Gov. Jay Nixon also ordered the Missouri National Guard, which arrived Monday, to begin withdrawing as flare-ups have been easing. Police have made only a handful of arrests in the protest area on the past two nights.
"I feel we're making progress," Nixon told KMOX-AM, noting that a state of emergency remained in effect in Ferguson.
About 100 people gathered Thursday evening, walking in laps near the spot where Michael Brown was shot on Aug. 9. Some were in organized groups, such as clergy members. Police said there had been seven arrests, mainly for failure to disperse. That compares with six on Wednesday night and 47 the previous night — providing hope among law enforcement leaders that tensions were beginning to wane.
Several protesters were still calling Thursday night for St. Louis County prosecutor Bob McCulloch to be removed from the case. Some question McCulloch's ability to be unbiased since his father, mother and other relatives worked for St. Louis police. His father was killed while responding to a call involving a black suspect.
McCulloch reiterated Thursday that he has no intentions of stepping aside, and urged Nixon to decide once and for all if he will act on the calls for his ouster. While Nixon said this week he is not asking McCulloch to recuse himself, a McCulloch aide, Ed Magee, said the governor 'didn't take an actual position one way or the other."
McCulloch said in a statement Nixon must "end this distraction" or risk a delay in resolving the investigation.
A grand jury began considering evidence this week to determine whether the officer who shot Brown, Darren Wilson, should be charged. Magee said there was no timeline for the process, but it could take weeks.
Federal authorities have also launched an independent investigation into Brown's death, and U.S. Sen. Claire McCaskill told The Associated Press that all of the physical evidence from the case was being flown Thursday from St. Louis to the FBI forensics lab in Quantico, Virginia. The evidence includes shell casings and trajectories, blood patterns and clothing, the Missouri Democrat said.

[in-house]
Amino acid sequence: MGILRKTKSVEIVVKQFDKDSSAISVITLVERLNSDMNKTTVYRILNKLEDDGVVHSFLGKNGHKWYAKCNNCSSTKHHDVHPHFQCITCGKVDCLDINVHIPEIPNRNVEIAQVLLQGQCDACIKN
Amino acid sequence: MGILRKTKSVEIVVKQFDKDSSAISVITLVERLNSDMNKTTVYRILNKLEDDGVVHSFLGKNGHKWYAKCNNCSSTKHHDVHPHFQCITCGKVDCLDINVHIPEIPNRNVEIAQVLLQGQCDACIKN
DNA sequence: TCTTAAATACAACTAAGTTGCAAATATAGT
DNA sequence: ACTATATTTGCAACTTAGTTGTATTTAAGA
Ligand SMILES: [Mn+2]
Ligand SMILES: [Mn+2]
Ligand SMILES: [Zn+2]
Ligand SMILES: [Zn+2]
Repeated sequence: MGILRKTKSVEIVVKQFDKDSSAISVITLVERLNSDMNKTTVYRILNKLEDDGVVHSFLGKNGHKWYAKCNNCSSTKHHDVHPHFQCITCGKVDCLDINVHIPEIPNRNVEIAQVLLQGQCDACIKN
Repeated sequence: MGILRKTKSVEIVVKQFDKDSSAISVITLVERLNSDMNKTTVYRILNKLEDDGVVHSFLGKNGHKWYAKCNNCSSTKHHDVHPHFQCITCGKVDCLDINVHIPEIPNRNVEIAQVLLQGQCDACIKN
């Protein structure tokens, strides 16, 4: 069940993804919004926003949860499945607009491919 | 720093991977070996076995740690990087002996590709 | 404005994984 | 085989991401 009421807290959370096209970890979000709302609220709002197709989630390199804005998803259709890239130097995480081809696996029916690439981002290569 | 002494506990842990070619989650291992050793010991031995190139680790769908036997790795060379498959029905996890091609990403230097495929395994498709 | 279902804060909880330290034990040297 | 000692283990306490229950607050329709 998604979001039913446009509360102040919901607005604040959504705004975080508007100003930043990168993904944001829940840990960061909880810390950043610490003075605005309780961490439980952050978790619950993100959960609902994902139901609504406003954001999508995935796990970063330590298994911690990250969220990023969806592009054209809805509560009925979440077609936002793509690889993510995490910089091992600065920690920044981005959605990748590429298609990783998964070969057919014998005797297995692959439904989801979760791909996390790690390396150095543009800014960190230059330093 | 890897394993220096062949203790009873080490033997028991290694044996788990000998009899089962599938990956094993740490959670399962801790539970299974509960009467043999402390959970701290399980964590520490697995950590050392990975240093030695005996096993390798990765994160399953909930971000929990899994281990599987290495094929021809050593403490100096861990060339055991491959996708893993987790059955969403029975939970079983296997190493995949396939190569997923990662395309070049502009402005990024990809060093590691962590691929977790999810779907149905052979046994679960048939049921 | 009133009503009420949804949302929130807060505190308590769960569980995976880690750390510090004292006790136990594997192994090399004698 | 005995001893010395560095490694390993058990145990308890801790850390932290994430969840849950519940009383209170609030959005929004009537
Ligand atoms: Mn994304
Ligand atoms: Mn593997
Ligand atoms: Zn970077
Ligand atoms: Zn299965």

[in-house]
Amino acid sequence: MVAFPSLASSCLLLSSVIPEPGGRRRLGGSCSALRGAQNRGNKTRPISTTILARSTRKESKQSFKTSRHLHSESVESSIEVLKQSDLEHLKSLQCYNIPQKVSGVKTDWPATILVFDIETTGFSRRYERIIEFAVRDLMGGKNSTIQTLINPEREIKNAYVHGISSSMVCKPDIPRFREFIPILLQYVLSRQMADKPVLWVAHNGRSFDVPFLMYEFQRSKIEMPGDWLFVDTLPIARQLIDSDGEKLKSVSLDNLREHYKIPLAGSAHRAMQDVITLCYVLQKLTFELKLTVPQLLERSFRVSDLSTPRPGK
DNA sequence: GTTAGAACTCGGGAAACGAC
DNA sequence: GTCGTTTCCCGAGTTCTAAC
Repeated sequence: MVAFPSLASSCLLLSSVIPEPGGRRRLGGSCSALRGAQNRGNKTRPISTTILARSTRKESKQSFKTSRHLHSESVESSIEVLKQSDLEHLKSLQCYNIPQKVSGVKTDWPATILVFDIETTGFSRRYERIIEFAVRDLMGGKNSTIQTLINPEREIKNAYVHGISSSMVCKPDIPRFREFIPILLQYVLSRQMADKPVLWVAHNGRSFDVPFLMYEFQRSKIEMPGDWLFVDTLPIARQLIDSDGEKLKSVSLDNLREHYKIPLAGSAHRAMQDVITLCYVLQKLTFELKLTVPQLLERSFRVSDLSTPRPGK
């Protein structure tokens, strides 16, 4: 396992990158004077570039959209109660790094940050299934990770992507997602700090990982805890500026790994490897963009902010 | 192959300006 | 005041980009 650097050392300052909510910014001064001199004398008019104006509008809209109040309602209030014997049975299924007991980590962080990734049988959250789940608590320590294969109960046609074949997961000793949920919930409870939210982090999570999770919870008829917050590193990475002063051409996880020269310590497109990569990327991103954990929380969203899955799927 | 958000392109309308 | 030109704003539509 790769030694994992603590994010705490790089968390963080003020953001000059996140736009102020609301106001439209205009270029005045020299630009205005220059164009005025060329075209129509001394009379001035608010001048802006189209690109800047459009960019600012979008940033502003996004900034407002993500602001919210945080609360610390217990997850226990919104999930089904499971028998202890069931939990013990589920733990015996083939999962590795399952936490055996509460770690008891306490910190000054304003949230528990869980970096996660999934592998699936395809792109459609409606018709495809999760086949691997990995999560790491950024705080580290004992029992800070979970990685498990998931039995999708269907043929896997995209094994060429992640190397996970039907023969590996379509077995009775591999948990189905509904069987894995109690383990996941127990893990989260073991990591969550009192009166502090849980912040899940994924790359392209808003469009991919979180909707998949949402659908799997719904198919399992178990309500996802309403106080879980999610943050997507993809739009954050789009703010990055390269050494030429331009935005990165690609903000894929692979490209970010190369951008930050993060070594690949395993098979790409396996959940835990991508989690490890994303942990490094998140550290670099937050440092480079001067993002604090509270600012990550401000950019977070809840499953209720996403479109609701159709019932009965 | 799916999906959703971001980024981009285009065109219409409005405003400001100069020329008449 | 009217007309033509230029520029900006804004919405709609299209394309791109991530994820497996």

"The only thing you have to test the credibility of eyewitnesses to a shooting like this is in fact the physical evidence," McCaskill said. "I'm hopeful the forensic evidence will be clear and will shed a lot more light on what the facts were."
McCaskill also announced that next month she will lead a Senate hearing to look into the militarization of local police departments after criticism of the earlier law enforcement response to the protests in Ferguson.
Authorities said before Thursday night they had arrested at least 163 people in the protest area where demonstrations have been held since Brown's death. Data provided Thursday by St. Louis County showed that while the majority of those arrested are Missouri residents, just seven live in Ferguson. The vast majority, 128 people, were cited for failure to disperse. Twenty-one face burglary-related charges.
About 5 miles from where Brown was killed, another fatal police-involved shooting happened this week in St. Louis. Police released video showing a knife-wielding man saying, "Kill me now" as he moved toward two officers. The officers fired six shots each, killing 25-year-old Kajieme Powell.
St. Louis Police Chief Sam Dotson said he wanted to move quickly to make public as much information as possible. By Wednesday he had provided media with cellphone video of the shooting, the 911 call, dispatch tapes and surveillance video from a nearby store.
"I think the lessons learned from Ferguson were so crystal clear," Dotson said.
Associated Press writer Nigel Duara in Ferguson, Jim Suhr in St. Louis and Sara Burnett in Jefferson City, Missouri, contributed to this report. Salter reported from St. Louis.
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